One of the mysteries of the English language finally explained.
Unemployment resulting from industrial reorganization, typically due to technological change, rather than fluctuations in supply or demand.
- ‘The consequence of this is structural unemployment - a situation in which increasing numbers of unemployed lose work skills.’
- ‘Exports will bear no relationship to our domestic employment as structural unemployment becomes increasingly obvious.’
- ‘The focus now is more properly on environmental sustainability and, as argued earlier, on the demographic implications of structural unemployment.’
- ‘In addition to a reduction in structural unemployment, deregulation also lowers the incentive for surprise inflation.’
- ‘By the time of Mitterrand's exit from politics in 1995, the country suffered from a structural unemployment rate that hovered around 12 per cent.’
- ‘This might lead to a conservation of the high level of structural unemployment.’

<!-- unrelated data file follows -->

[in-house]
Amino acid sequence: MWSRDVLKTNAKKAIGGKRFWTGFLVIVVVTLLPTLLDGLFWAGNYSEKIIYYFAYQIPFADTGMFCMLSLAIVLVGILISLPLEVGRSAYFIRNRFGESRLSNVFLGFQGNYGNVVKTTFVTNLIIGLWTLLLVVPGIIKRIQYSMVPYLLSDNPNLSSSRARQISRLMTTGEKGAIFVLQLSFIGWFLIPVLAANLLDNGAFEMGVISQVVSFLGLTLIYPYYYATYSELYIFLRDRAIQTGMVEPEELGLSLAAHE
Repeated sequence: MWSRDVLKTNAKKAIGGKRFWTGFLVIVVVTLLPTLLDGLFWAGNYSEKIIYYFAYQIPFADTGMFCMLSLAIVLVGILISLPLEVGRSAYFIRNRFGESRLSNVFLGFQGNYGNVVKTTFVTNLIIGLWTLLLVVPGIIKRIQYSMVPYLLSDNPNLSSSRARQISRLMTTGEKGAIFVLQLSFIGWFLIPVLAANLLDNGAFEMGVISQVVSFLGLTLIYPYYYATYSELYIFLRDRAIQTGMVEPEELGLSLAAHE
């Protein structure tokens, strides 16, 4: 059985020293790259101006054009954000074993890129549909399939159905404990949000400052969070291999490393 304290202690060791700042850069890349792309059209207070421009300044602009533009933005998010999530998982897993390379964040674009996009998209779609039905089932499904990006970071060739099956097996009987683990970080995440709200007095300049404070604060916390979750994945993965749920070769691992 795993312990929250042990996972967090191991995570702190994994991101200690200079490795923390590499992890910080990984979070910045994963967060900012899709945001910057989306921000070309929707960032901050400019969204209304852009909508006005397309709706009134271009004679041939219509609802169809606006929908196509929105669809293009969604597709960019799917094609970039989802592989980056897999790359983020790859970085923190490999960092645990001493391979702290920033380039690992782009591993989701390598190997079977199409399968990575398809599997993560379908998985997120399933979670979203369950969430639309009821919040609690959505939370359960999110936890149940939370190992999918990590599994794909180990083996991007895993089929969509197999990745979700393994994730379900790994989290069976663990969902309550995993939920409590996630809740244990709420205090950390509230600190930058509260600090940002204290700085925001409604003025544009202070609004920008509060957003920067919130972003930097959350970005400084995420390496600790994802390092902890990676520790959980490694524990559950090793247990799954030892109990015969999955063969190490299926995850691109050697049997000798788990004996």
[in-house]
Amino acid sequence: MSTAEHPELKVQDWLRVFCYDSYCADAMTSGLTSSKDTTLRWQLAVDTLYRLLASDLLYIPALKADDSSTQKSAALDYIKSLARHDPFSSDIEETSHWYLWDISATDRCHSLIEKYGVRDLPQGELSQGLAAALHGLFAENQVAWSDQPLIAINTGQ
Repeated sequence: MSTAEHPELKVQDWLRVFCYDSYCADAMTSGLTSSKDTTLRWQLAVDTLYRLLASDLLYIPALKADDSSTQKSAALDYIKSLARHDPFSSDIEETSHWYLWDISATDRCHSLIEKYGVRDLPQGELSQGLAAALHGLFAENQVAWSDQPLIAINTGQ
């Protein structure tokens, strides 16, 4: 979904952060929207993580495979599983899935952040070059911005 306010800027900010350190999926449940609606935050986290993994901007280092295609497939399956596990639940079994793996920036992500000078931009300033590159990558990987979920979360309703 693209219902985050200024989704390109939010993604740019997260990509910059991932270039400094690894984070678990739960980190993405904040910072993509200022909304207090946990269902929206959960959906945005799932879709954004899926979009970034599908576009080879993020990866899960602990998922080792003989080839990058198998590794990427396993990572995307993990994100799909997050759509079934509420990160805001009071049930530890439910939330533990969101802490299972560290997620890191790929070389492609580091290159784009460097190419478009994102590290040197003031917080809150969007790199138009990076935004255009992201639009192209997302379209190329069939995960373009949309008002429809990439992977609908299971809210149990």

- ‘Bad historical luck could lock a group into the wrong skills or geography, causing retarded growth and structural unemployment.’
- ‘President Chirac's team made pledges on reforms which could diminish the high level of overall structural unemployment.’
- ‘It's true that the shift of service jobs to countries such as India, like other trade-related dislocation, adds to the temporary pain of structural unemployment.’
- ‘Financial Secretary Henry Tang said yesterday that Hong Kong's structural unemployment will take some time to ease.’
- ‘Workforce 2010 stresses the importance of investing in education, training and innovation as the key to reducing structural unemployment.’
- ‘These factors contributed to sluggish economic growth and persistently high structural unemployment, especially in the eastern states.’
- ‘A third change to the nature of work since the 1970s has been the growth and acceptance of structural unemployment.’
- ‘Before 1994 greenfield investment was largely confined to areas with high structural unemployment.’
- ‘The actual result was the decline by a third of Gaza's GDP, structural unemployment rates of between 25-30 per cent and the second Intifada.’
structural unemployment/ˈstrək(t)SH(ə)rəl ˌənəmˈploimənt/
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